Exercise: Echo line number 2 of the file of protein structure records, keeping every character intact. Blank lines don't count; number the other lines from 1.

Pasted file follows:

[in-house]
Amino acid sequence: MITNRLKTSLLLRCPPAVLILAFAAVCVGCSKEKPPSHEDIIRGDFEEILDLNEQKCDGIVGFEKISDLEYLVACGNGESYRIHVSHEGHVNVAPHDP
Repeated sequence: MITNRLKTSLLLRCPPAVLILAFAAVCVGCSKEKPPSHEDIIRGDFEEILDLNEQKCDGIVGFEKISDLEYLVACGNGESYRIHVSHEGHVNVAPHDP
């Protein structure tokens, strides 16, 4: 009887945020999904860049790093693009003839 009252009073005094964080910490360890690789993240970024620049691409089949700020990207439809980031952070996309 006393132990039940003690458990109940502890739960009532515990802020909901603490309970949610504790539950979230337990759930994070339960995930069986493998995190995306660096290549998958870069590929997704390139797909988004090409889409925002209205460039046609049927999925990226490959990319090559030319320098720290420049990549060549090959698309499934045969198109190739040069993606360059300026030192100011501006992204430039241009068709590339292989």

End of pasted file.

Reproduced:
Amino acid sequence: MITNRLKTSLLLRCPPAVLILAFAAVCVGCSKEKPPSHEDIIRGDFEEILDLNEQKCDGIVGFEKISDLEYLVACGNGESYRIHVSHEGHVNVAPHDP